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Why Bargain Hunting in Continental Europe Yields No Results


Sep. 12 2016, Updated 10:05 a.m. ET

No good bargains in continental Europe

Given the disparity, how should a U.S. investor think about the European bond market? I’d suggest we group the United Kingdom together with the United States, Australia and Canada, developed markets that have offered some yield in a world where yield is disappearing. But continental Europe is a much tougher challenge. You have had either negative yields on highly rated bonds from countries like Germany, or low yields from lower quality issuers like Italy and Portugal. Italy is a BBB issuer, meaning its bonds are among the lowest rated investment grade bonds out there, and yet they pay a lower yield than U.S. Treasuries. Taken together, it is hard to see much value for U.S. investors in continental European bonds at current levels.

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Market Realist – Hard to see value in continental European bonds

Given the negative yields in continental Europe, it might be wise to combine developed markets (EFA) (IEFA) with good economic fundamentals that provide higher yields into one group. Countries such as the United States (AGG) (IEF), the United Kingdom, Canada, and Australia (IAF) have healthy economic fundamentals compared to most of the other developed markets. The ten-year government bond yields in these countries are also higher at 1.5%, 0.7%, 1.0%, and 1.9%, respectively.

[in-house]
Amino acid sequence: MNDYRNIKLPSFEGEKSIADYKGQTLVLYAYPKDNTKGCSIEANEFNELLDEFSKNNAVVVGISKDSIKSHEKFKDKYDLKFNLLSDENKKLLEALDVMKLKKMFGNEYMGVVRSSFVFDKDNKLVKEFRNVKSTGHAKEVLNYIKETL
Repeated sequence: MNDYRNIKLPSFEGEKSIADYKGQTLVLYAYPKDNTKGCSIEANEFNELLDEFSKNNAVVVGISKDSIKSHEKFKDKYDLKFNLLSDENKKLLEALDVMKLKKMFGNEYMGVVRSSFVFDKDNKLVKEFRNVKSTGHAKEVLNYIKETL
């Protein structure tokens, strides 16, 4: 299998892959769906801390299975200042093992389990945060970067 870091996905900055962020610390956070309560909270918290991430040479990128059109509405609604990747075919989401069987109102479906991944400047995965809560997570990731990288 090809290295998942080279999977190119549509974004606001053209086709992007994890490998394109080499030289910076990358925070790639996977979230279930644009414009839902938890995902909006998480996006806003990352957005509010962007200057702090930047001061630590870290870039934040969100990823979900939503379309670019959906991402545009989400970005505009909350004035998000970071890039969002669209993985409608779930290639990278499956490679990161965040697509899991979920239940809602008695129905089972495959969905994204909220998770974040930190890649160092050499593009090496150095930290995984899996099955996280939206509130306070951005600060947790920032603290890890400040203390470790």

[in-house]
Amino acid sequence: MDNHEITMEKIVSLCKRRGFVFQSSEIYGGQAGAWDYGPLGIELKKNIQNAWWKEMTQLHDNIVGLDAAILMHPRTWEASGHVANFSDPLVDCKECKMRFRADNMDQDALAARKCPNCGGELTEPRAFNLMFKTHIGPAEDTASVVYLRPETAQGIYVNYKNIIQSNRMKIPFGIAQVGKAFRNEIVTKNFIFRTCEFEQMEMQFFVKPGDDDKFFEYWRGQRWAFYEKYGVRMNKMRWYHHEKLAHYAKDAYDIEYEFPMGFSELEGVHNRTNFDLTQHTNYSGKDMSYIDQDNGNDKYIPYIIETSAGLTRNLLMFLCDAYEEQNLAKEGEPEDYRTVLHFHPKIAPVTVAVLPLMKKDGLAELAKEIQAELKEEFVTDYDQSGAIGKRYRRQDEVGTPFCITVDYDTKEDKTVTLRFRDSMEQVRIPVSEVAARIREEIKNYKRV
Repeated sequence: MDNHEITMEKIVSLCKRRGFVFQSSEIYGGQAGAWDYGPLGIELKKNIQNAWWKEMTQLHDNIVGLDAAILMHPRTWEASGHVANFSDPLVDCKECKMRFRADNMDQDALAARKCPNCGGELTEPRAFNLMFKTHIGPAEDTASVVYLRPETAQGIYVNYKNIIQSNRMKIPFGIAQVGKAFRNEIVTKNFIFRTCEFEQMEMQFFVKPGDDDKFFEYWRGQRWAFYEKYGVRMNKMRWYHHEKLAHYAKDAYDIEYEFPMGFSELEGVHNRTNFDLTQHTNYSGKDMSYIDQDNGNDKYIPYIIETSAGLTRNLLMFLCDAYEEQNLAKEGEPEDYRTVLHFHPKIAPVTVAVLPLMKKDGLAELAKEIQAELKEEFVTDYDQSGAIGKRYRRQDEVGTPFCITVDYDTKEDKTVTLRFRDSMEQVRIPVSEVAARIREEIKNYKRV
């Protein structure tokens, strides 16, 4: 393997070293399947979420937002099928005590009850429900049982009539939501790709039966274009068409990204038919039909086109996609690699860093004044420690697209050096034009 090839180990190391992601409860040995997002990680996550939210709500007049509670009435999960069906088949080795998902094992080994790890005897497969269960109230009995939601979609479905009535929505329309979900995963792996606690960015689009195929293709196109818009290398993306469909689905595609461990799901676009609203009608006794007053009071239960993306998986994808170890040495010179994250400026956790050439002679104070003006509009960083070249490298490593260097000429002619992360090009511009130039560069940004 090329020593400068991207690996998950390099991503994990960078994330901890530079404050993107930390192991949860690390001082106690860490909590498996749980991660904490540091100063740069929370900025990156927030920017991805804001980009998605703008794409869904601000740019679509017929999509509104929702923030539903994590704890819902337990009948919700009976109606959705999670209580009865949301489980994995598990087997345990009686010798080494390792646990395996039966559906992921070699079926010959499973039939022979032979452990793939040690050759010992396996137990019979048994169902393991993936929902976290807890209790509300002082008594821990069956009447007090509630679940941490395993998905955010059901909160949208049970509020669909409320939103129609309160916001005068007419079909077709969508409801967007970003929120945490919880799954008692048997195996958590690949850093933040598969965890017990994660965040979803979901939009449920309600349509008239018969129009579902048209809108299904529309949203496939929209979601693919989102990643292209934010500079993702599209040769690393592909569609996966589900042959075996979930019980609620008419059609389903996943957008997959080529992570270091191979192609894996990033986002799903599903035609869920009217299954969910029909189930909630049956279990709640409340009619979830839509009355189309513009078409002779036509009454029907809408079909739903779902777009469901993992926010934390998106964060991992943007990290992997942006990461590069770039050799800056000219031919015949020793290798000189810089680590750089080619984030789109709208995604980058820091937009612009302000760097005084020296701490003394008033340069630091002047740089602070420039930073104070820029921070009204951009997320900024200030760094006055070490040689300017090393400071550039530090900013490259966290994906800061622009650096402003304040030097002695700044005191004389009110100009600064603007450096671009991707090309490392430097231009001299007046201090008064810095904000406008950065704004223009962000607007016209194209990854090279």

Higher yield, higher rating

Although countries such as Spain and Italy have competitive yields on their ten-year government bonds, their credit rating is far lower than the four prominent developed markets discussed above. Standard & Poor’s credit rating for Italy stands at BBB-. Its rating for Spain is BBB+. In contrast, the United Kingdom, Australia, Canada, and the United States have some of the highest credit ratings at AA, AAA, AAA, and AA+, respectively.

Corporate bond markets

It’s very hard to find bargains in continental Europe since the yields on bonds from highly rated corporates have also fallen to their lowest points and even negative in some cases. According to the Bank of America Merrill Lynch indexes, the average euro-denominated corporate bond yield plunged to a record low of 0.61% in August. With this, investment-grade bonds worth more than 4 trillion euros have yields below 0.0%. The German state-owned railway company, Deutsche Bahn, sold negative-yielding bonds worth 350 million euros in July that yielded -0.006%. Henkel is selling two-year bonds worth 500 million euros with a yield of -0.05%.

So yield-starved investors looking for opportunities in continental Europe have two choices:

  • They can go for high-quality bonds but be ready to accept a very low yield.
  • They can invest in low-rated bonds with higher returns, although they are still lower than major developed markets.

Either way, both options aren’t very appealing.


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